Is Nate Silver Superhuman?

By Andrew Hyman, Class of 2019


“Is Nate Silver superhuman?” One audience member put that question to Mr. Silver during a conversation with Austan Goolsbee at the Harris School of Public Policy’s new Keller Center on February 7th. Silver did, after all, predict 49 of 50 states in the 2008 election and 50 of 50 in 2012.

But not everyone is so bullish on his work. Early on in the discussion, Goolsbee asked Silver about reactions to the 2016 election. Betting markets and most pollsters put the odds of Trump’s electoral college victory at 15%, and conventional wisdom said it was even lower. FiveThirtyEight, Nate Silver’s website, predicted a 30% chance of Trump being elected.

Yet Trump won, and the high expectations set by previous success led to a specific criticism of him that he’s “overrated”, and “an astrologer using silly algorithms”. “Is [that criticism] fair? Is it right that 2016 wasn’t able to be predicted?” Goolsbee asked. Silver responded, with characteristic understatement, “…life isn’t fair. We got too much credit for the 2012 election. But is it right? No, it’s dumb as fuck.” He went on, “We were on the right side of the market… and for the right reasons. He, not Clinton, had the electoral college advantage. Lots of undecided voters. Clinton actually won more votes than the polls predicted, but Trump won tons of undecideds across lots of different states.”

Credit Zane Miller/Institute of Politics. Austan Goolsbee (left) and Nate Silver (AB ‘00) discuss what happened in 2016 and 2018 as a set-up for analyzing the 2020 presidential race

Credit Zane Miller/Institute of Politics. Austan Goolsbee (left) and Nate Silver (AB ‘00) discuss what happened in 2016 and 2018 as a set-up for analyzing the 2020 presidential race

Silver was able to find a niche for FiveThirtyEight’s data-driven journalism because of the systemic problems that underlie qualitative political analysis. Political reporters often use street-level intelligence to build mental models of how the electorate behaves, but this can lead to the creation of just-so stories [explanations for phenomena that are divorced from their actual causes]. Often, people forget to connect individual anecdotes and datapoints to the bigger picture. “Outcomes in different states are correlated. Losing Pennsylvania, and Michigan, and Ohio, and Wisconsin, it’s not unlucky. You’re not rolling the dice 4 different times.”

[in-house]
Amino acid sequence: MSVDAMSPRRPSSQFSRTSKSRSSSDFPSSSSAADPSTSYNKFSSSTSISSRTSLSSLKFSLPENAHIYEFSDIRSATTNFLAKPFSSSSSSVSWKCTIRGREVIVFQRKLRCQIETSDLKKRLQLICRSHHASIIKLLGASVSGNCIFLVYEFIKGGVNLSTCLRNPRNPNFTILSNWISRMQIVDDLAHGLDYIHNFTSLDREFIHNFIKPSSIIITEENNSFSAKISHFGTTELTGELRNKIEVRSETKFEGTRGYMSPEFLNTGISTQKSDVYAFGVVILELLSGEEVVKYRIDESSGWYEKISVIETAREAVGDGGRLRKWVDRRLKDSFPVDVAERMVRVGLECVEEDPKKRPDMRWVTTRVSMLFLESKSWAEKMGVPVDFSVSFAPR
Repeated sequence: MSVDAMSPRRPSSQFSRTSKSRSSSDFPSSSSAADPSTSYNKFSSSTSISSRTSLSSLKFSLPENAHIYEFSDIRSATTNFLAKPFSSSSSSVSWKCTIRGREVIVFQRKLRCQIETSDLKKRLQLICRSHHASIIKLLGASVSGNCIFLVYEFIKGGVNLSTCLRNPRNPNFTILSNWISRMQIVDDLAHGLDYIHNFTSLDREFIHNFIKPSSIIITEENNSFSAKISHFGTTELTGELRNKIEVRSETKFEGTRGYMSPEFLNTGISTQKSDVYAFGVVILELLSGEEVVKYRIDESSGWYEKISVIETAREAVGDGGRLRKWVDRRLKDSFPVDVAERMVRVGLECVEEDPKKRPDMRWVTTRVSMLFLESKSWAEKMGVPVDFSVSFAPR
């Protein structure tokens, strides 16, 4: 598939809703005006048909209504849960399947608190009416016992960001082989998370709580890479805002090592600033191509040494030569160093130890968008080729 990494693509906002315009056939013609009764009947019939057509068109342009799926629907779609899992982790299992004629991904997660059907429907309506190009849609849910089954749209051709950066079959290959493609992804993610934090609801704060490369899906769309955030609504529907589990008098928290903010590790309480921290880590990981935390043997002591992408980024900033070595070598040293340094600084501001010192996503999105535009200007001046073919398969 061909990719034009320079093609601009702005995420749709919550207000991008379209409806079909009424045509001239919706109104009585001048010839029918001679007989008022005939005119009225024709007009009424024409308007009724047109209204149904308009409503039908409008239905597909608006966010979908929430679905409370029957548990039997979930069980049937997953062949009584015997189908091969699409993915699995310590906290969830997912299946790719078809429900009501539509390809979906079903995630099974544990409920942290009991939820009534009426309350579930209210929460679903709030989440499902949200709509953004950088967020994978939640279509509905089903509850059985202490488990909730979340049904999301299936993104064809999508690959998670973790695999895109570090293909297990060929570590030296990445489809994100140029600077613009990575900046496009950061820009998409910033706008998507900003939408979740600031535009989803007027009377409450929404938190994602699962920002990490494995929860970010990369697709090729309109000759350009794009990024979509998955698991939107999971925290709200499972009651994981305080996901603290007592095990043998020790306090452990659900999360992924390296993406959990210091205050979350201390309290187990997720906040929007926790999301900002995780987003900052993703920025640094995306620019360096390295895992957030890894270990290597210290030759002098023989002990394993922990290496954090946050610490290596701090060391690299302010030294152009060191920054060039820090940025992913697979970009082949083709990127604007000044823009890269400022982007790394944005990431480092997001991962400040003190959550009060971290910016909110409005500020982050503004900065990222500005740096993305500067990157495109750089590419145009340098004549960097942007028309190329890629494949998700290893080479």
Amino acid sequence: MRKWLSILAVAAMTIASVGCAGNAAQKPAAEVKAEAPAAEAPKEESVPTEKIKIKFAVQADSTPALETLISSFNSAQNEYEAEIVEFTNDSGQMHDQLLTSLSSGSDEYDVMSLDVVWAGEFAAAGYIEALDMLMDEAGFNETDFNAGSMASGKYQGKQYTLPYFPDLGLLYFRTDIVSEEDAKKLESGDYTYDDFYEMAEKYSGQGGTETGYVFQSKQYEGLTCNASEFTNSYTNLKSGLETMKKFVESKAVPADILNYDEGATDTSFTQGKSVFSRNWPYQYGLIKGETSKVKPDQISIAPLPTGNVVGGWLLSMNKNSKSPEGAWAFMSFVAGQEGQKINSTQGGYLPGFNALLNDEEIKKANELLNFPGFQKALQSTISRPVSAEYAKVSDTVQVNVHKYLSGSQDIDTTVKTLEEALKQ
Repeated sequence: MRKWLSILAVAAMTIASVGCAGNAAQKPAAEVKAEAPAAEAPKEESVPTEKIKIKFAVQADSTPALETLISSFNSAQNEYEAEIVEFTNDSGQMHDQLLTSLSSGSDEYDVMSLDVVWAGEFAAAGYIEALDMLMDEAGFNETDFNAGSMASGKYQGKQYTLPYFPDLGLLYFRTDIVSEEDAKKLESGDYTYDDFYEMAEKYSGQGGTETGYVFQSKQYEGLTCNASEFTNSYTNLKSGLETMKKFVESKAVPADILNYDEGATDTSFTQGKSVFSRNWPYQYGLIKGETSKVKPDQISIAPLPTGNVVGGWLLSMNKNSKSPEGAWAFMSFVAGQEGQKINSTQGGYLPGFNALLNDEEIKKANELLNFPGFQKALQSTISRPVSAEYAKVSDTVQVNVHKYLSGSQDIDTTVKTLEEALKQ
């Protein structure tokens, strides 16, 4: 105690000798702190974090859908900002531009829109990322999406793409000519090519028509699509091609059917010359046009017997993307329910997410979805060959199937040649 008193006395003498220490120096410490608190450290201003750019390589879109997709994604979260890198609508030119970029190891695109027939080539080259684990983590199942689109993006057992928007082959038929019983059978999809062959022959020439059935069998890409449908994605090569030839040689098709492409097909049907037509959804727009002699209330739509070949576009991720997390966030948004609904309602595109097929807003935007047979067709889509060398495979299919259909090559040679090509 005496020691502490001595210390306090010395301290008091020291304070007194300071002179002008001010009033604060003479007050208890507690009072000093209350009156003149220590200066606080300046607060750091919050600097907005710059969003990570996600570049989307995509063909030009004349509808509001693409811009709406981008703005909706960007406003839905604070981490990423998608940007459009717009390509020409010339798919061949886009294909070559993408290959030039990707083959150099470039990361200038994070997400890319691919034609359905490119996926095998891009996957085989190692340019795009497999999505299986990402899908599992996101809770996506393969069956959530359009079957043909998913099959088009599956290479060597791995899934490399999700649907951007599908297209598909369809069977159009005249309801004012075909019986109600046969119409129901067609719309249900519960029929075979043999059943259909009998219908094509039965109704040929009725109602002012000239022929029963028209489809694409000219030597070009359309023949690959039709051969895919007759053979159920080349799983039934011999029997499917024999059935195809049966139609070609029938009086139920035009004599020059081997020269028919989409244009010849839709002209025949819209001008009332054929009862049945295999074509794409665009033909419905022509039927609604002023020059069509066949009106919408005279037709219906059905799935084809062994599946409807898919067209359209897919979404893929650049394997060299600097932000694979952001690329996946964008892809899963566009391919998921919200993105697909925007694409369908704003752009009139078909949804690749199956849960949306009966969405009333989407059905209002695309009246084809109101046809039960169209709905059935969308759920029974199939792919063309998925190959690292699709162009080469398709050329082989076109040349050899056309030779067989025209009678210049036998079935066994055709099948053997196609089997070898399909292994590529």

Because we perceive the world as a series of discrete events, we forget to consider the trends and forces that are often driving, or at least influencing, individual behaviors and actions. Silver and team have shown a repeated ability to divorce their analysis of events from prior beliefs, avoiding confirmation bias to a great extent, allowing more accurate predictions about the future. This process of de-biasing perceptions and supporting evaluations with quantitative analysis can be useful not only when considering political questions but also in career and even personal decision making.

Given Silver’s track record of successful prognostication, it was no surprise that the conversation quickly turned to 2020. The odds for the current president to win re-election are “about even money.” However, presidents historically win re-election about 70% of the time, so “a coin flip is a pretty big shift from the prior that incumbents usually win.” One heuristic people often employ is to look at the economy, which means things look pretty good for Trump’s chances - but “if you look at how the economy is performing two years prior to the election, it’s actually negatively correlated with election.” If the current run of economic growth continues through November 2020, it will be good for the incumbent; if things turn south, so do his re-election prospects.

Silver’s comments about the potential Democratic candidates are included off to the side, and while his commentary is interesting (and I highly recommend the FiveThirtyEight Politics podcast to anyone who enjoys these sorts of topics), the most important takeaway I gleaned from the talk is this: we are all vulnerable to bias and inaccuracy. System 1 thinking, as described by Daniel Kahneman in his classic book Thinking Fast and Slow, predominates almost all of our interactions. Unless we consciously slow ourselves down - gaining perspective that frees us from our prior beliefs, assumptions, and hopes about what will happen - we won’t be able to separate the signal from the noise. We will find the signal we are looking to find, rather than the truth of the situation. And the worst thing is that we won’t even know that’s what happened.

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